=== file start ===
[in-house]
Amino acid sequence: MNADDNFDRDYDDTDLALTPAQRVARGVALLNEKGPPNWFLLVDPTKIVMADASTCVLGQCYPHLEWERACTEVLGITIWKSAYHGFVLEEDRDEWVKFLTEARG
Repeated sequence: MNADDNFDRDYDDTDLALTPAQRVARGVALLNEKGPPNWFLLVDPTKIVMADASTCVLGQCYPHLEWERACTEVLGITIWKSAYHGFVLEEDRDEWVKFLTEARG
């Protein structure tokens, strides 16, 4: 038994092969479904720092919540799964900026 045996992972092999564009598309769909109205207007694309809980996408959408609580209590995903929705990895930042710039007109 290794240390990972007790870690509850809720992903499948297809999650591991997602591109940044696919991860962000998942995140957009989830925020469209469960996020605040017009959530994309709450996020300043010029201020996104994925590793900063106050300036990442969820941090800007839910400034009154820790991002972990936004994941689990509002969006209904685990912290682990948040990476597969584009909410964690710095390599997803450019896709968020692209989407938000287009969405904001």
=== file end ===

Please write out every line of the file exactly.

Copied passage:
[in-house]
Amino acid sequence: MNADDNFDRDYDDTDLALTPAQRVARGVALLNEKGPPNWFLLVDPTKIVMADASTCVLGQCYPHLEWERACTEVLGITIWKSAYHGFVLEEDRDEWVKFLTEARG
Repeated sequence: MNADDNFDRDYDDTDLALTPAQRVARGVALLNEKGPPNWFLLVDPTKIVMADASTCVLGQCYPHLEWERACTEVLGITIWKSAYHGFVLEEDRDEWVKFLTEARG
């Protein structure tokens, strides 16, 4: 038994092969479904720092919540799964900026 045996992972092999564009598309769909109205207007694309809980996408959408609580209590995903929705990895930042710039007109 290794240390990972007790870690509850809720992903499948297809999650591991997602591109940044696919991860962000998942995140957009989830925020469209469960996020605040017009959530994309709450996020300043010029201020996104994925590793900063106050300036990442969820941090800007839910400034009154820790991002972990936004994941689990509002969006209904685990912290682990948040990476597969584009909410964690710095390599997803450019896709968020692209989407938000287009969405904001």